When people talk about the all time great episodic television dramas, shows like “The Sopranos,” “The Wire,” “Mad Men,” and “Deadwood” tend to be the ones that come up. This writer’s favorite, though, is AMC’s “Breaking Bad.”


No show is as enthralling, engaging, riveting, and emotionally exhausting on an episode-to-episode basis. The performances, the writing, the production, it is all perfect.


At the center of the show is Bryan Cranston as Walter White, the cancer-suffering high school chemistry teacher turned methamphetamine cook, who is both the protagonist and eventual antagonist of the saga. His moral and ethical struggle is what creator Vince Gilligan is most concerned with, as the series is really about Walter becoming the proverbial “bad guy” — hence the title.


There are great supporting characters as well, such as Aaron Paul in the role of Jesse Pinkman and Anna Gunn as Skyler White, but Cranston is obviously the star of the show. This is by far the best role of his career thus far. There was never a moment where it was hard to believe that this man really was Walter White. He completely sold it in each episode, and you would be hard pressed to find a better performance by an actor on television.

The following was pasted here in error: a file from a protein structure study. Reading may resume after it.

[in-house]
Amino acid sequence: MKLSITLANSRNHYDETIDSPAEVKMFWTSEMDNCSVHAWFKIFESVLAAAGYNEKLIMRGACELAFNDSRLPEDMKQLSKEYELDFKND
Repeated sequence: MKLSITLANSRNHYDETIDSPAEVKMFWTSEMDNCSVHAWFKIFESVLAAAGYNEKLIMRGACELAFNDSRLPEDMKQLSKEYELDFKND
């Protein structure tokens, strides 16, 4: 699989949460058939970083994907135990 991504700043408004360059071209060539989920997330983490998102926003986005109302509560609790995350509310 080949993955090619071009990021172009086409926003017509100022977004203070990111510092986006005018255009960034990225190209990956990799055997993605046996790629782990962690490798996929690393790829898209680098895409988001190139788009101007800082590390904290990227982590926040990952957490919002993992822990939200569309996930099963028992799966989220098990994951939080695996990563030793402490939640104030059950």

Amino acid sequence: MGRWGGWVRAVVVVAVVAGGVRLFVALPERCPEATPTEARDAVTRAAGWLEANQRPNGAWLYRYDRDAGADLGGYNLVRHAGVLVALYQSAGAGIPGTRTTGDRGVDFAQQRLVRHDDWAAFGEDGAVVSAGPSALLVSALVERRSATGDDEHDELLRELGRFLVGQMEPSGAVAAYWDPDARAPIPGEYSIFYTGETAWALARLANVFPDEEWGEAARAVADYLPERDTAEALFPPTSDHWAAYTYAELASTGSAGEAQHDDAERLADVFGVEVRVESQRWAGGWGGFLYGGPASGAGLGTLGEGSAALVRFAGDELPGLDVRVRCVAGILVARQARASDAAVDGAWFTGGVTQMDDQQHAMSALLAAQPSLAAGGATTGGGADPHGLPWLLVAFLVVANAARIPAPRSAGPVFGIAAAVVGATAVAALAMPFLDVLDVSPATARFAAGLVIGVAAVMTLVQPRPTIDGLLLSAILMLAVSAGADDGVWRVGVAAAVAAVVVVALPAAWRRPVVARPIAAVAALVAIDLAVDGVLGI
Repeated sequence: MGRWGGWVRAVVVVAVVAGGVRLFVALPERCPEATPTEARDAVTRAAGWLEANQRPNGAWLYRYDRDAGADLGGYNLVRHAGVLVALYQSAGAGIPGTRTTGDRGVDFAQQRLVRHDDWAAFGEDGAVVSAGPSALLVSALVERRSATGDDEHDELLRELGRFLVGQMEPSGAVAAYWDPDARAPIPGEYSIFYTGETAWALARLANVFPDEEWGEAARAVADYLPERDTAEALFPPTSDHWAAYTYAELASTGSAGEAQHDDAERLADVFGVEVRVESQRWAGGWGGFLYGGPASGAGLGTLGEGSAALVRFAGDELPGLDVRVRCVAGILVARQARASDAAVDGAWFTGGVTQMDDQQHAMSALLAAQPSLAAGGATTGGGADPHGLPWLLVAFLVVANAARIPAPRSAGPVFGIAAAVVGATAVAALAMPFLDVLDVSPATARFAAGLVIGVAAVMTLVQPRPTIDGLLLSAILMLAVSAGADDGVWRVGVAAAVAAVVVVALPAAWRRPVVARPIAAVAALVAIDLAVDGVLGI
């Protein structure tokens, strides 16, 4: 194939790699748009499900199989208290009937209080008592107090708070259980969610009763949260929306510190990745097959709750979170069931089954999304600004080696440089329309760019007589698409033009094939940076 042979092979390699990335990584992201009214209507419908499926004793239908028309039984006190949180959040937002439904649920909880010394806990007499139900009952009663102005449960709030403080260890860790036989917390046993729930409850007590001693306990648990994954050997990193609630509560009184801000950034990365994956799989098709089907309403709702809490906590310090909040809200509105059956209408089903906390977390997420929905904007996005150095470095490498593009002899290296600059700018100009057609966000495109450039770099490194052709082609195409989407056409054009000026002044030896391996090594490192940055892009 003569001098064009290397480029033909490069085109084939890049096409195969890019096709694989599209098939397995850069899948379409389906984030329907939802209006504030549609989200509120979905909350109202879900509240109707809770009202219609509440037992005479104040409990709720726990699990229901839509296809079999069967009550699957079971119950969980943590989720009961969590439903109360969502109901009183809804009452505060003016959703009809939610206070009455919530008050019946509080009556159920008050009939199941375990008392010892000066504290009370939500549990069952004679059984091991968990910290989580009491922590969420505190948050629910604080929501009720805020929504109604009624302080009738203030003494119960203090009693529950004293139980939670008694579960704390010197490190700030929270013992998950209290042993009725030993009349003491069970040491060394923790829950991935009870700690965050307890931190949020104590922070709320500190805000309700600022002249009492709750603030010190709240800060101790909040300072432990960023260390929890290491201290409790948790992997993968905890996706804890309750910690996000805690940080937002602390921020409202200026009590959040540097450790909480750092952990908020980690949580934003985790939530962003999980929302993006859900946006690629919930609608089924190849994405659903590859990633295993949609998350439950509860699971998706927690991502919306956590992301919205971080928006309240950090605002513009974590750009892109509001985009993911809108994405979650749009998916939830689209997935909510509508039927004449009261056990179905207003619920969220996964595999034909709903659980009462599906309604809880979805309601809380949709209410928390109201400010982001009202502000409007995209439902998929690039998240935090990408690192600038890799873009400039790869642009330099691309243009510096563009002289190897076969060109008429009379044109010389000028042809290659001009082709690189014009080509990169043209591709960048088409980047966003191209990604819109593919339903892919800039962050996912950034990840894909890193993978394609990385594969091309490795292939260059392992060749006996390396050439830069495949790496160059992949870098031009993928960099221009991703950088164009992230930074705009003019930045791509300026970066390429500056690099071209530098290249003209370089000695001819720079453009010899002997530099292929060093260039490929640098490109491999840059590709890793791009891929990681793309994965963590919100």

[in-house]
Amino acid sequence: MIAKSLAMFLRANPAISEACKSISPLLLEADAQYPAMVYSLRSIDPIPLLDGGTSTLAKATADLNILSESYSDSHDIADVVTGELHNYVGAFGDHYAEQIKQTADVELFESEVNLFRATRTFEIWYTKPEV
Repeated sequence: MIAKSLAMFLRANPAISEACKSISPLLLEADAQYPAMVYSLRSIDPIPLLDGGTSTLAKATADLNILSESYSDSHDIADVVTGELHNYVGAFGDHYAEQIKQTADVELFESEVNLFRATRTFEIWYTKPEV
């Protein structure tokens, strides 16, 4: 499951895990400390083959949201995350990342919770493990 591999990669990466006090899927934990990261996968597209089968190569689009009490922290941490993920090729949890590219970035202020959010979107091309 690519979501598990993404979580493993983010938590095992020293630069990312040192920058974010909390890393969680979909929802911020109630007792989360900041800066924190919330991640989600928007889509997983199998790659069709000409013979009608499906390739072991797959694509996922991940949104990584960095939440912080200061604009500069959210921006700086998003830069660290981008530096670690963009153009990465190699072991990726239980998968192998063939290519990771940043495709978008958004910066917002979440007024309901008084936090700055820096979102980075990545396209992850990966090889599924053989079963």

In terms of dialogue, and especially storytelling, “Breaking Bad” is in a league of its own. Major beats come at you at just the right pace, with nary a dull moment to be found throughout the entirety of the six seasons.


The production and direction of the show ground you in this world and give a real sense of place. The show is filmed entirely on location in Albuquerque, N.M., and it feels totally authentic. Some serious filmmaking talent went into producing this show, the sort of which can rarely be seen on television.


There are a few episodes that stand out as expertly executed. Rian Johnson’s “Ozymandius” in season five is by far the best episode of the series, and may be the best episode of any series in the history of television.


“Breaking Bad” is something you need to watch. If you have not seen it, you’re missing out on a masterpiece and a cultural icon. It is pulpy, gritty, entertaining, and always fun, but never without real emotional heft and narrative complexity. There is hardly a weak season in the bunch.


Have you seen “Breaking Bad?” Let’s talk in the comments, or you can find me on Twitter @TuckerPoikonen.